As the leading provider of full mouth dental implants for Mercer County, NJ residents, Hamilton Dental is well-versed in all aspects of their multi-stage process. When you get dental implants, you may be under the care of more than one dental professional. An oral surgeon with implant training will place the implants in your jawbone, and a general or cosmetic dentist will make your crowns, bridges, or dentures, which will appear like natural teeth. The specialist who places your implants will help coordinate your treatment with your general dentist or prosthodontist. They will decide which implants to use, how many you need, and where they should go. Let’s look at the steps that dentists typically take when placing an implant.
Placing the Implants
Most implants use a two-step process, although some newer implants can be placed in one step. Below is a description of how the two-step process works.
To place the implants, the surgeon will make an incision in your gums to expose the bone. They drill a hole in the bone and place the implant in the hole. The surgeon may take an X-ray of the area to ensure the implant is where it should be. Next, the surgeon will stitch your gum closed over the implant.
If the implant is in the front of your mouth, your dentist can give you a temporary denture or bridge. Your dentist can discuss options with you before the surgery. After the specialist places your implants and removes your stitches weeks later, you’ll have to wait for the bone to bond with the implant. This process usually takes 3 to 4 months in the lower jaw and 5 to 6 months in the upper jaw. During this period, the head of the implant typically remains hidden under your gum.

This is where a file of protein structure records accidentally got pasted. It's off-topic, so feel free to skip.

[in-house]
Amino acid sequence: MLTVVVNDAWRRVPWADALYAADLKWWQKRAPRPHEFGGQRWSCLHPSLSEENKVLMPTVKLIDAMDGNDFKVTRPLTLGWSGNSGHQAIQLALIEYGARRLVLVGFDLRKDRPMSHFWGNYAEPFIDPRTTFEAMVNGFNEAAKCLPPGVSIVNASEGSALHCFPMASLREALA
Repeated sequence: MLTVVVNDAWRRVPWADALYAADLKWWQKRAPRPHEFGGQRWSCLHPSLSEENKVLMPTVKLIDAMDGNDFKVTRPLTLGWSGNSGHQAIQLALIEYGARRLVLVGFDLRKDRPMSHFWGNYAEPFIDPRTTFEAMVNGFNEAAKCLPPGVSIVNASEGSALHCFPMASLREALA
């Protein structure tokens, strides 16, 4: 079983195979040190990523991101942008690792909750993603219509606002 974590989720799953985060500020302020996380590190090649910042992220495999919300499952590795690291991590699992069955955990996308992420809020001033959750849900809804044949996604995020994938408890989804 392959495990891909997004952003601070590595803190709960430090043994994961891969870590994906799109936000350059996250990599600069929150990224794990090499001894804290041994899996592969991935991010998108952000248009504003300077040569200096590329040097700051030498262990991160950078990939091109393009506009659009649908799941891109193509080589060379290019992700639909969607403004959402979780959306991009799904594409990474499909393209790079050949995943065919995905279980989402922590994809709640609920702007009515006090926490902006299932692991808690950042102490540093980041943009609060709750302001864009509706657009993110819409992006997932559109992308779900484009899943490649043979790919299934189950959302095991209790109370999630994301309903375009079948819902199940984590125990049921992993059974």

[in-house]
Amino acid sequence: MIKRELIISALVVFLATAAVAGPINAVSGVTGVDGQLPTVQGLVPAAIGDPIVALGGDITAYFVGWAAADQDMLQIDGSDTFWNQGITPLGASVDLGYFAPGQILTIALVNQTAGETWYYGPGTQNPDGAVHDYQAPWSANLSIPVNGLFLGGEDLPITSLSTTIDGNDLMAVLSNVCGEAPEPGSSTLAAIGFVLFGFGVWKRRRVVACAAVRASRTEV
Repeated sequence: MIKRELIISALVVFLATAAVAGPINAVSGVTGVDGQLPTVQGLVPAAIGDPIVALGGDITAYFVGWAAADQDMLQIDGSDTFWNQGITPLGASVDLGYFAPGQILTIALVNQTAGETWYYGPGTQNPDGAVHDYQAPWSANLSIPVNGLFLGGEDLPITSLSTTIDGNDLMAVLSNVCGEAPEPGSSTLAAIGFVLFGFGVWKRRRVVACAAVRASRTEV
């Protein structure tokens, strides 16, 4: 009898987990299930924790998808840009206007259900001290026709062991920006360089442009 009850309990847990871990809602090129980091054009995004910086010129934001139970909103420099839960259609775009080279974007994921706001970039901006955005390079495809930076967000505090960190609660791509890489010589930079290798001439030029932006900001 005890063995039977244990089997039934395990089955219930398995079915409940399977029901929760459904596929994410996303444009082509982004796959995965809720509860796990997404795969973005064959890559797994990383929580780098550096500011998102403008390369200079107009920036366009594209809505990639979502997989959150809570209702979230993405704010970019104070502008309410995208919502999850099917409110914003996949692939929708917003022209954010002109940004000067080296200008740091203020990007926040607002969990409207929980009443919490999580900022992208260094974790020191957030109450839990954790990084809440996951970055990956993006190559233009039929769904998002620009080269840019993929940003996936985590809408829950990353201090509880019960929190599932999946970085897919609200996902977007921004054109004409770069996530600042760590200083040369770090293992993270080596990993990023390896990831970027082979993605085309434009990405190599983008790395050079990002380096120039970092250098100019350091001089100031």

Your surgeon will make a small cut in the gum, exposing the implant. They’ll remove a protective screw from the implant and replace it with a metal healing cap or collar. It looks like a small metal cylinder that sits above your gums in the area where your tooth would typically be, maintaining the space so that the gum heals correctly around the implant.
You’ll probably go to the dentist or prosthodontist two or three weeks after the second surgery to start having your crown, bridge, or denture made.
After the implant is in place and is secured to the bone, it is the general dentist’s role to place an overlaying crown or denture on it to replace the missing tooth or teeth. These crowns can be made of several different materials including porcelain, porcelain fused to metal, and zirconia. The general dentist can make an assessment as to which material is best to restore function and aesthetics to the area in question.